Why You Shouldn't Sleep In At The Weekends, According To Science

The latest research from ZOE has ruined our weekend lie-in
The latest research from ZOE has ruined our weekend lie-in

The latest research from ZOE has ruined our weekend lie-in

Bad news for those who enjoy snoozing in until midday at the weekends - turns out, it’s not good for your health according to the latest findings of the Zoe The Big IF Study.

Zoe lead scientist Dr Tim Spector shared the team’s latest findings in a video – and we’ll be thinking twice about whether we laze in bed for a couple of extra hours when the weekend hits.

100,000 people have participated in the study which explores intermittent fasting and the effects it has on the body – but those who took part were also asked about their sleeping habits.

In the video, Dr Spector shared: “We found that you tend to sleep more on days off than working days - not a surprise really - but how much the difference is what we call social jet lag.

Watch: How to Fight Sleep Inertia in the Morning

“So if you’re waking up an hour later at the weekend than you would on a weekday, that’s an hour of social jet lag.”

Four out of 10 participants in the study reported that they wake up at the same time regardless of whether it’s a day off or not – meaning that the majority of people opt to snooze for longer on their days off.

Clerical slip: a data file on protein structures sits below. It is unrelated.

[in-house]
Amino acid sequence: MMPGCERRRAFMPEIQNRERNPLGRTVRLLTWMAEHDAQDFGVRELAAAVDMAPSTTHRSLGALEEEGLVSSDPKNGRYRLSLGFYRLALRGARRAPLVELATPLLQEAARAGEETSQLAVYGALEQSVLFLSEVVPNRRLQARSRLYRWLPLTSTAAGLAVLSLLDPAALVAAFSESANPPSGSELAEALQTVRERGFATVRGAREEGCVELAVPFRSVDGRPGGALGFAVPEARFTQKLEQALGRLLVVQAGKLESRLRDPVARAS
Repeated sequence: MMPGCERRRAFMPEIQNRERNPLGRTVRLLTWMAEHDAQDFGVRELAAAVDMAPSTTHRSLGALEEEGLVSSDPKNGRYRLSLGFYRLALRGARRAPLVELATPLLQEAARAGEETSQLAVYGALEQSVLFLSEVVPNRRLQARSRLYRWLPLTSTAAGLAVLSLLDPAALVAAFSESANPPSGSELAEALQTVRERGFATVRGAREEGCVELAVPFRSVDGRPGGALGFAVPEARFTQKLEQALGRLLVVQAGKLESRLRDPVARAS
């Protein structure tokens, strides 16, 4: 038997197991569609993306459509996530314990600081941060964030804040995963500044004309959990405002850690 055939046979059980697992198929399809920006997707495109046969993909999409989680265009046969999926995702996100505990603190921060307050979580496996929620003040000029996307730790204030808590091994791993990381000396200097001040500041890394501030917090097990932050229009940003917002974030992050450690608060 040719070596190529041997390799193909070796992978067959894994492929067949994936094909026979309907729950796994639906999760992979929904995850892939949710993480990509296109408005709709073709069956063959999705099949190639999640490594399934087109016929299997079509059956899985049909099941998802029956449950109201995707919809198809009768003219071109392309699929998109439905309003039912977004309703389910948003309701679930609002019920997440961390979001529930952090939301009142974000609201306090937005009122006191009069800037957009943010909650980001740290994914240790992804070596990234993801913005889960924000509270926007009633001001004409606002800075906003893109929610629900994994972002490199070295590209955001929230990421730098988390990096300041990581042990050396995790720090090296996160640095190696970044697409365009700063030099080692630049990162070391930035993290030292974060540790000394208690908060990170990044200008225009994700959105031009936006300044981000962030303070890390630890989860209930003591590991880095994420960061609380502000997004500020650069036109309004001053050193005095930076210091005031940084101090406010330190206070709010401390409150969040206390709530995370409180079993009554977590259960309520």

Dr Spector added: “Most of us therefore have some form of social jet lag – and the average is 45 minutes.”

But, although those 45 minutes can feel deliciously cosy, it turns out the team at Zoe found that indulging in them can have negative effects on your health.

“This is associated with some unhealthy eating patterns and has also been associated with health risks such as blood sugar levels going up, fat levels going up and increased risk of metabolic diseases such as diabetes,” explained Dr Spector.

“We suggest trying to get enough sleep in a consistent way and minimise that social jet lag – obviously there is always the occasional exception – but all the data is showing that the more you minimise the better it is for your health.”

Excuse us while we set an alarm this weekend.

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